Meet Todd Dawson of Garner, North Carolina.
A giant watermelon grower since 2010, Todd has seen melons break state and world records, but the 2018 growing season has exposed an all new aspect to his hobby.
“This year I decided to grow a couple of melons on scales,” Todd explains. “But I think watching the weight will just about drive you crazy.”
For giant growers, the weight is everything.
Todd guides me over to the first melon, covered with a gray-and-brown tarp and proudly displaying its weight on a digital scale. An impressive set-up, as the scale is exposed to the elements, this watermelon is growing slowly but steadily at 197.8 pounds.
However, the real wonder is inside the towering greenhouse. He opens the door to the sound of fans whirring and I glance to the right to see the monstrous melon also covered by a tarp and perched atop its own scale. This one is larger and has seen the most care of any melon in all of Todd’s garden.
(See the full set-up in a video further down this post.)
It Starts with a Seed
He started the growing season by seeding his watermelons indoors during March.
“Bless my wife. I had taken over the entire dining room table with watermelon seedlings for a few weeks,” he recounts.
Todd transferred the plants to his garden plots at the beginning of May and began his eighth season of cultivating these garden giants. He hand-pollinated the melons to direct them on the correct vine and watched them begin to work their magic.
From that point, he persisted using slightly different methods from years past.
“I’m always experimenting to see what works best.”
While growing on a scale is a new venture, Todd also changed up his routine by incorporating a new soil element into his melon patches this year – Soil3 organic compost.
Mixing in the Soil
Todd’s soil mix is typically composed of leaf mulch and his own native soil, but he added Soil3 to some beds this year and even planted one plot with nothing but the organic humus compost as a growing medium.
“It think [Soil3] drains well. I was impressed with the drainage considering the amount of rain we got,” Todd speaks of his all-Soil3 bed. “When you’re growing these things, you want something that drains. After 3.5 inches of rain, it’s still fluffy.”
He lifts the plastic that separates the vines from the soil, scoops up a handful of Soil3, and lets the loose compost run through his fingers.
The Perfect Formula
Todd monitors his melons according to weather and weight each day and gives us a little insight into what makes giant watermelons succeed beyond the soil.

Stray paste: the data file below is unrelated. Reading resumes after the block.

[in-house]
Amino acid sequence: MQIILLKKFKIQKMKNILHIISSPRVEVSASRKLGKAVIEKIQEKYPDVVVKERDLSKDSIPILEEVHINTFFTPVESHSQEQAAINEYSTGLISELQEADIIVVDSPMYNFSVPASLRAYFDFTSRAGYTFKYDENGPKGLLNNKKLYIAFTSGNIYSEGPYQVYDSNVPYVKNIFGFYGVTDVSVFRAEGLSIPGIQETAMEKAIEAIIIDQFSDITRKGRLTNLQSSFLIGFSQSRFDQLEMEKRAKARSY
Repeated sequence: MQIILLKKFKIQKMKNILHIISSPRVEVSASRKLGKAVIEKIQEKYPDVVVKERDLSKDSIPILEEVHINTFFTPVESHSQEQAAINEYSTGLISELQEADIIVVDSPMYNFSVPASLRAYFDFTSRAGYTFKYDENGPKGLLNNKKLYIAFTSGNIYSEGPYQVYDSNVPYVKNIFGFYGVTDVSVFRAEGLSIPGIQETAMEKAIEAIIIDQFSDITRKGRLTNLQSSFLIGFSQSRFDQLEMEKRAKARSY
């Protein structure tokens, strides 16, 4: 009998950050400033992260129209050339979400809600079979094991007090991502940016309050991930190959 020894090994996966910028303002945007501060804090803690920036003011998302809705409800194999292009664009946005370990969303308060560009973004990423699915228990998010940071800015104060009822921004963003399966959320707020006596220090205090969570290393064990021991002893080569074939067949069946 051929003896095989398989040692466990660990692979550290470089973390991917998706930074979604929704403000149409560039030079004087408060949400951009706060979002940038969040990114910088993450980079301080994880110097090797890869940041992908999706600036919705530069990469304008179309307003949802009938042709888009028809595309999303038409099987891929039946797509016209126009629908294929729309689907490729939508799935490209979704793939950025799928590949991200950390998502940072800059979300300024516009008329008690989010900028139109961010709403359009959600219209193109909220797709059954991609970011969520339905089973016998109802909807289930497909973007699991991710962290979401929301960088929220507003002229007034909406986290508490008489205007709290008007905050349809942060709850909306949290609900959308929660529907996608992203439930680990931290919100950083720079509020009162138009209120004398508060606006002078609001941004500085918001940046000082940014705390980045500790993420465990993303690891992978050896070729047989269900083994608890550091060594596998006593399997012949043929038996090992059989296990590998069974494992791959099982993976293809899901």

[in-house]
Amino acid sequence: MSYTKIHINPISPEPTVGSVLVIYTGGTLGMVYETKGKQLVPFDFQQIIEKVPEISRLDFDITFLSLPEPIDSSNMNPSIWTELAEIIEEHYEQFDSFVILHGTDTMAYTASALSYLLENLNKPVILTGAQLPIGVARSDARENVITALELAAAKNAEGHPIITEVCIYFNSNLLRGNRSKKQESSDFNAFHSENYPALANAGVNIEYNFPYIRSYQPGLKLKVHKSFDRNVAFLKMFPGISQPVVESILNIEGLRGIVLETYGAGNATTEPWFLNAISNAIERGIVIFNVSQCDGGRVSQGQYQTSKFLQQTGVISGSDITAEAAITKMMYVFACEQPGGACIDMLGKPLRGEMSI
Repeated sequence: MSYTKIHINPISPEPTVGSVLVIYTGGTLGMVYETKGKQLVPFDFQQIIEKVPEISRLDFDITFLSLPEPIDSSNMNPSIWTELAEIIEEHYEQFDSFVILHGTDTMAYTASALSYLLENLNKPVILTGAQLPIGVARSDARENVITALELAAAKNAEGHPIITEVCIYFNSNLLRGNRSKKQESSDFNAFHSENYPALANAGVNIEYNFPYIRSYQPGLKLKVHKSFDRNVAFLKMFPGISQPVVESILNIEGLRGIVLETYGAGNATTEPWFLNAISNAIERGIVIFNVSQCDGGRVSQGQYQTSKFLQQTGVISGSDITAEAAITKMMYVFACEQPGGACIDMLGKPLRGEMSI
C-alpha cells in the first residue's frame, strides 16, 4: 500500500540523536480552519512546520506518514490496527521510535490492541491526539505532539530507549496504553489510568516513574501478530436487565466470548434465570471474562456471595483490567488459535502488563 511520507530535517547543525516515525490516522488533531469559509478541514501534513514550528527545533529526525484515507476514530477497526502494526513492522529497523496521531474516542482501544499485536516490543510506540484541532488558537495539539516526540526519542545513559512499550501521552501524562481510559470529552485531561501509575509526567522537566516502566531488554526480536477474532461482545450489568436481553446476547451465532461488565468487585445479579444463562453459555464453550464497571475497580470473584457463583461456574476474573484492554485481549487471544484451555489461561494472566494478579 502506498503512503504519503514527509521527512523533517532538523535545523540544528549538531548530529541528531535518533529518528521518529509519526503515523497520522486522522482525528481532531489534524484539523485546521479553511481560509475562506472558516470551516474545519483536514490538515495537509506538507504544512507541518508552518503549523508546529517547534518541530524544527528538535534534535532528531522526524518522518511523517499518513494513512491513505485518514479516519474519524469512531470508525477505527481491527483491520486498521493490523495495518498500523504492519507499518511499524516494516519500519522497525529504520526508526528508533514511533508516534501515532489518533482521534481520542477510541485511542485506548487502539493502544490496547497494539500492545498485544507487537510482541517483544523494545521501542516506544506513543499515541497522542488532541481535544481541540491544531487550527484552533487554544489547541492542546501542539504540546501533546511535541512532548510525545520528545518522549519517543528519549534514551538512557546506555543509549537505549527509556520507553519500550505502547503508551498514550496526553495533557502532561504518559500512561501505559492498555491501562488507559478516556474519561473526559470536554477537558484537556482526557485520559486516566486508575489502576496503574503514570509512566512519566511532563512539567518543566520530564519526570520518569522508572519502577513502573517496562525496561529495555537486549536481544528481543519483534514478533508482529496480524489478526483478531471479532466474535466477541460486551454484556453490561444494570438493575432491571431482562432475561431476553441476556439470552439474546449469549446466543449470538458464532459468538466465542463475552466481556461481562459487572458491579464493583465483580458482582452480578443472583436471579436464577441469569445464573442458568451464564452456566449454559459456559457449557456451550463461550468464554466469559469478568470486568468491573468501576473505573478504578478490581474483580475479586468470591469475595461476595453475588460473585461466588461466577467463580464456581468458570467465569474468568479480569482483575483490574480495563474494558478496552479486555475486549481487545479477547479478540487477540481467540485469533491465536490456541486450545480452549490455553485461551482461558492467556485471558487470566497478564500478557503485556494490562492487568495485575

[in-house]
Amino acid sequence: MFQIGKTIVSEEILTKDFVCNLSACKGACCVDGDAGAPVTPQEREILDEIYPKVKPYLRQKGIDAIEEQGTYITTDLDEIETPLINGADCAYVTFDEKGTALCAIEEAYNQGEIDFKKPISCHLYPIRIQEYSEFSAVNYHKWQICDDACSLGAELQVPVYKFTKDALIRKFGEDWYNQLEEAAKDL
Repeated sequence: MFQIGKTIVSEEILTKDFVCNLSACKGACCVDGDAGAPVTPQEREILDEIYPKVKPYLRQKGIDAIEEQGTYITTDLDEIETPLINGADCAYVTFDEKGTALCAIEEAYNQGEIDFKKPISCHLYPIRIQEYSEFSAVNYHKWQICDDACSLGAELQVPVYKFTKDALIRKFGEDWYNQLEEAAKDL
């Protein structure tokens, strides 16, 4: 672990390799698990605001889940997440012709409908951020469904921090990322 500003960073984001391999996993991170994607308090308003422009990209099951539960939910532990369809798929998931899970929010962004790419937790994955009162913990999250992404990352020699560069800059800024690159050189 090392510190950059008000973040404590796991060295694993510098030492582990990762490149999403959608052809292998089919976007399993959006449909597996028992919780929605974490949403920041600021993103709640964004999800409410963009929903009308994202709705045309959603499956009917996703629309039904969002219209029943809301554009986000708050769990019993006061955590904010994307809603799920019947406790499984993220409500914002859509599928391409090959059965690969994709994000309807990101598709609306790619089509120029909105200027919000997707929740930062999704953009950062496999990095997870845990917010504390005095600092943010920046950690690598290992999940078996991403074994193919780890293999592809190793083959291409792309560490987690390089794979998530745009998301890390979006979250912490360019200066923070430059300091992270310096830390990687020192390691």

“Perfect watermelon growing weather is sunny with one-quarter inch of rain a week, no clouds, and 95 degrees,” Todd explains. “It’s actually easier to grow in a drought because you can control the rain.”
He’s always innovating to adjust to the challenges of growing Giant Melons. While it's his first time growing on a scale and with Soil3, 2018 also marks his first year growing in a greenhouse, and he already has adjustments swirling in his mind.
In a completely separate bed, Todd is experimenting with a patch of African melons to cross with other varieties in years to come. This bed has no soil amendments or extra water, and Todd has no clue when they’ll be ripe - but they seem to be doing well!
With all his experimental techniques, Todd hopes for a competitive melon at the 2018 weigh-offs. He typically chooses a melon to weigh in at Knoxville and Elkin events, while he saves the best melon for the North Carolina State Fair in Raleigh at the beginning of October.
In years past he’s seen melons break records and come home with blue ribbons. One giant watermelon even brought him to New York City where he showed of a champion melon on “LIVE with Ryan and Kelly”!
Sun and Ice
His competitive spirit and agricultural hobby have taken him across the country, but Todd’s day job is not to be ignored. Todd is a professional ice carver and owner of his own business, Ice Occasions.
I couldn’t help but ask about his intriguing profession. After receiving a degree in agriculture, Todd was working in the landscaping business when his family decided to invest in some molds for making ice sculptures. Over the years, he ventured into the realm of carving custom sculptures instead of just molding them.
A new passion was born, and he’s traveled to ice carving championships around the world and was named the world champion ice carver in 2017 at his favorite competition in Fairbanks, Alaska.
With all that ice every day, it’s no wonder he loves growing watermelons in the hot summer sun.
Todd lives with his wife and children in Garner, North Carolina, and agreed to grow his watermelons using 10 cubic yards of Soil3 organic compost this year. Thank you, Todd, for inviting us to be part of your 2018 giant growing journey!